Russian Deputy Foreign Minister Sergei Ryabkov said Monday that Moscow suspects NATO might deploy missiles in Europe that were previously banned under the Intermediate-Range Nuclear Forces (INF) Treaty and said Russia would respond by doing the same.
Ryabkov said there were “indirect indications” that NATO was thinking of deploying INF missiles. The military alliance has denied the accusation in the past, but Ryabkov said Russia has a “complete lack of trust” in NATO.
In 2019, the US withdrew from the INF, citing alleged Russian violations, although the Trump administration put no effort into discussing the issue with Moscow. The treaty was first signed by the US and the Soviet Union in 1987 and banned land-based cruise and ballistic missiles with a range of 500km to 5,500 km (310 to 3,410 miles).
Since the treaty was scrapped, Russia has been offering the US a mutual moratorium on the deployment of INF missiles to Europe. Ryabkov said Russia has asked for the moratorium as part of a package of security guarantees it is seeking from the West.
Last week, President Biden and Russian President Vladimir Putin held talks on the issues surrounding Ukraine. Putin said Russia would continue dialogue with the US and would be submitting proposals for security guarantees soon.
Besides the INF moratorium, Russia wants NATO to guarantee that Ukraine will not become a member of the military alliance. US officials have reportedly told Ukraine that a NATO membership is unlikely to be approved within the next decade.
5 thoughts on “Russia Suspects NATO Might Deploy Previously Banned Medium-Range Missiles in Europe”
It was ominous when Washington did not return to the INF Treaty, one of many signs the nuclear powers are moving towards confrontation.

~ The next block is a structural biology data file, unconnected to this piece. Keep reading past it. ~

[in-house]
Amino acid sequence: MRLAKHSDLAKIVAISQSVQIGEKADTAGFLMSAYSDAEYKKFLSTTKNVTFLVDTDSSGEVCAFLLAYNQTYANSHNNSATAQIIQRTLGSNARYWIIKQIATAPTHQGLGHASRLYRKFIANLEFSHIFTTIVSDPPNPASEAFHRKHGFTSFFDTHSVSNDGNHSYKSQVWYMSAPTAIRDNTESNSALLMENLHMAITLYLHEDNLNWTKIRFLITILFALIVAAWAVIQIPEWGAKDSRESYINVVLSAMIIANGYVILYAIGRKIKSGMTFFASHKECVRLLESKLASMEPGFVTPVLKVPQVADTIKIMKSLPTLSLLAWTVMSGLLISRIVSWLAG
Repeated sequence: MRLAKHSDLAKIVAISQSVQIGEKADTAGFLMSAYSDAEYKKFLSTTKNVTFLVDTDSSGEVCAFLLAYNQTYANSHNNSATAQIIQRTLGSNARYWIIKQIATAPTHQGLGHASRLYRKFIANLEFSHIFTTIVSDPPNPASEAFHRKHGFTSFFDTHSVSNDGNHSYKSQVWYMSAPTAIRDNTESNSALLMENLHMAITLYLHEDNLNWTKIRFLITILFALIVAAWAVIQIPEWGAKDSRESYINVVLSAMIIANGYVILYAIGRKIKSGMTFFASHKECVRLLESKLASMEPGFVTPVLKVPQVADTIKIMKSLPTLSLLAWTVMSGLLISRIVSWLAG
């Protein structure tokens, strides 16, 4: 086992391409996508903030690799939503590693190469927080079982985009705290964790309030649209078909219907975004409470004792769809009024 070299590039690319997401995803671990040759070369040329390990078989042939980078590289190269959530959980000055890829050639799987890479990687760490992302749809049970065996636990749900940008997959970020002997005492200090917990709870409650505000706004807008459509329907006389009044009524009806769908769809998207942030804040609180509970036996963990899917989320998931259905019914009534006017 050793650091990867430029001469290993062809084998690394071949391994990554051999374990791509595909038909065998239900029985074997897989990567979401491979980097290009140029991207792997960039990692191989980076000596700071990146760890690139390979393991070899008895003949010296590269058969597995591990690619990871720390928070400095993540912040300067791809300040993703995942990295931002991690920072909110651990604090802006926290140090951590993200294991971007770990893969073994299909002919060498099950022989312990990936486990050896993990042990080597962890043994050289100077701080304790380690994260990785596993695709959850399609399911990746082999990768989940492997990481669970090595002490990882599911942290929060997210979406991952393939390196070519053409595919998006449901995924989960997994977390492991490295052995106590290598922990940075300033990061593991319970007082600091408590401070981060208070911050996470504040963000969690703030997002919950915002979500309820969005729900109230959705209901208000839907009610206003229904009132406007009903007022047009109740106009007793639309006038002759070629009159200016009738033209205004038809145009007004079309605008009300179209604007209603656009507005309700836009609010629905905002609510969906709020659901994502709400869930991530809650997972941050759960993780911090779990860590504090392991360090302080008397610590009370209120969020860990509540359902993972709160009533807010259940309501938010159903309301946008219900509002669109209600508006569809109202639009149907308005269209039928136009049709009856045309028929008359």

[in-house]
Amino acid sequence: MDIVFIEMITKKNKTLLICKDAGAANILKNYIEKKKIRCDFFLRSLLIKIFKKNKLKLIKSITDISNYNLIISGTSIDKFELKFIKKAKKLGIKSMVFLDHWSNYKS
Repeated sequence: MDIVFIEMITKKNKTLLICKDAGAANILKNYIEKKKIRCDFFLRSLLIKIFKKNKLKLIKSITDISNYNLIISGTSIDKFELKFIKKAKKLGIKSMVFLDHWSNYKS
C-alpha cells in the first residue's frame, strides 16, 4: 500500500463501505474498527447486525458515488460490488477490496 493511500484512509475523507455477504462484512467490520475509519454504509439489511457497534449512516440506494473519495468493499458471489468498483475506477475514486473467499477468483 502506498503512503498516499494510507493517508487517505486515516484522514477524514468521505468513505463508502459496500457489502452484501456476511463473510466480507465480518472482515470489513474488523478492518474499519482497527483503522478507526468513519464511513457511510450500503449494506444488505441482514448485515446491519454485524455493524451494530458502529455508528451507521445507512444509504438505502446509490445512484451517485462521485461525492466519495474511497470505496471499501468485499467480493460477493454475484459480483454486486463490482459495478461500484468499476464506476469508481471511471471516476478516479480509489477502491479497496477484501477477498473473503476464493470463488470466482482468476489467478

I certainly hope not but… I’m rather inclined to agree with you.
A good story. I’d qualify one sentence: “In 2019, the US withdrew from the INF.” In 2019 Trump renounced the INF, in a legislative action for which he arguably lacked constitutional authority. Biden could revive it, if he wanted to.
Russia Marks Thirtieth Anniversary of The USSR’s Dissolution.
What Russia is seeking regarding Ukraine and NATO.
A Russia directive toward mass burials. It appears to have more relevance as it relates to a nuclear war.
This is becoming a really big deal. Russia has demanded that the US and NATO not just enter negotiations over this issue, but actually take legally binding steps to cease NATO expansion, renounce the 2008 invitation to Ukraine and Georgia to enter NATO, and establish positional limits of US and NATO military forces vis-a-vis Russia’s borders in Europe and the Black Sea.
Russia is not negotiating any more. They are demanding this be done and within an – so far unspecified – time frame. If that doesn’t happen, they are suggesting that they will take unspecified “active steps” to insure this happens, which includes the suggested deployment of Russian nuclear weapons in places like Kalinograd. One of those “active steps” might be eliminating Ukraine as a functional state.
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